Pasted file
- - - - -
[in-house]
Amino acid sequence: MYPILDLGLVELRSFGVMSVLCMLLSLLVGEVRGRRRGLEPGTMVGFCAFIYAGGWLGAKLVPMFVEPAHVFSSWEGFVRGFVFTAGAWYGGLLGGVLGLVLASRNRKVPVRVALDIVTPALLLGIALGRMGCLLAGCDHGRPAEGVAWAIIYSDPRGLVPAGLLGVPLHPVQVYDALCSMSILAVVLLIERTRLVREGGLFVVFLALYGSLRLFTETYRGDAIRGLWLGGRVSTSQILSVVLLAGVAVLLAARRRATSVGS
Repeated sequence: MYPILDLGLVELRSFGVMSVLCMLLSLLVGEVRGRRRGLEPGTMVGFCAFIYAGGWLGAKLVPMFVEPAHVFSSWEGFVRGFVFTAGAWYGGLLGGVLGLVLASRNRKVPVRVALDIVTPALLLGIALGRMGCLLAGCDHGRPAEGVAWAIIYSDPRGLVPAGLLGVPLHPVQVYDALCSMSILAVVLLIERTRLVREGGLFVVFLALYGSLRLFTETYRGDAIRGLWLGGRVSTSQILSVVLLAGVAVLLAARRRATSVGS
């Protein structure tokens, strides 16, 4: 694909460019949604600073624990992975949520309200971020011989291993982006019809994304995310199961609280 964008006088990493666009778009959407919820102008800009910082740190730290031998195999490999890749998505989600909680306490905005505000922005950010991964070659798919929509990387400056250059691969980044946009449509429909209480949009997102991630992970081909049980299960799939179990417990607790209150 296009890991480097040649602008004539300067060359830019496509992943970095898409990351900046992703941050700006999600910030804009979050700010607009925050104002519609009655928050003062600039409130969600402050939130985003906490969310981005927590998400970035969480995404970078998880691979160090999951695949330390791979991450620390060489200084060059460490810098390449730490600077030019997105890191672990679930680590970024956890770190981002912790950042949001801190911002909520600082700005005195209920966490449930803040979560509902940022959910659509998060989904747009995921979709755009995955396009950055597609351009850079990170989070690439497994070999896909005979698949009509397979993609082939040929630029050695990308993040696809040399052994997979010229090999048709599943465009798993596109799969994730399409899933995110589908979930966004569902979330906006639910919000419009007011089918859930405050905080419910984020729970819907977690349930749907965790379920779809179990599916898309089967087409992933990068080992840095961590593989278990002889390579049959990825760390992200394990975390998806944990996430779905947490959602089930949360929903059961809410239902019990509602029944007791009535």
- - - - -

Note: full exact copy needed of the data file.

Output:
[in-house]
Amino acid sequence: MYPILDLGLVELRSFGVMSVLCMLLSLLVGEVRGRRRGLEPGTMVGFCAFIYAGGWLGAKLVPMFVEPAHVFSSWEGFVRGFVFTAGAWYGGLLGGVLGLVLASRNRKVPVRVALDIVTPALLLGIALGRMGCLLAGCDHGRPAEGVAWAIIYSDPRGLVPAGLLGVPLHPVQVYDALCSMSILAVVLLIERTRLVREGGLFVVFLALYGSLRLFTETYRGDAIRGLWLGGRVSTSQILSVVLLAGVAVLLAARRRATSVGS
Repeated sequence: MYPILDLGLVELRSFGVMSVLCMLLSLLVGEVRGRRRGLEPGTMVGFCAFIYAGGWLGAKLVPMFVEPAHVFSSWEGFVRGFVFTAGAWYGGLLGGVLGLVLASRNRKVPVRVALDIVTPALLLGIALGRMGCLLAGCDHGRPAEGVAWAIIYSDPRGLVPAGLLGVPLHPVQVYDALCSMSILAVVLLIERTRLVREGGLFVVFLALYGSLRLFTETYRGDAIRGLWLGGRVSTSQILSVVLLAGVAVLLAARRRATSVGS
């Protein structure tokens, strides 16, 4: 694909460019949604600073624990992975949520309200971020011989291993982006019809994304995310199961609280 964008006088990493666009778009959407919820102008800009910082740190730290031998195999490999890749998505989600909680306490905005505000922005950010991964070659798919929509990387400056250059691969980044946009449509429909209480949009997102991630992970081909049980299960799939179990417990607790209150 296009890991480097040649602008004539300067060359830019496509992943970095898409990351900046992703941050700006999600910030804009979050700010607009925050104002519609009655928050003062600039409130969600402050939130985003906490969310981005927590998400970035969480995404970078998880691979160090999951695949330390791979991450620390060489200084060059460490810098390449730490600077030019997105890191672990679930680590970024956890770190981002912790950042949001801190911002909520600082700005005195209920966490449930803040979560509902940022959910659509998060989904747009995921979709755009995955396009950055597609351009850079990170989070690439497994070999896909005979698949009509397979993609082939040929630029050695990308993040696809040399052994997979010229090999048709599943465009798993596109799969994730399409899933995110589908979930966004569902979330906006639910919000419009007011089918859930405050905080419910984020729970819907977690349930749907965790379920779809179990599916898309089967087409992933990068080992840095961590593989278990002889390579049959990825760390992200394990975390998806944990996430779905947490959602089930949360929903059961809410239902019990509602029944007791009535």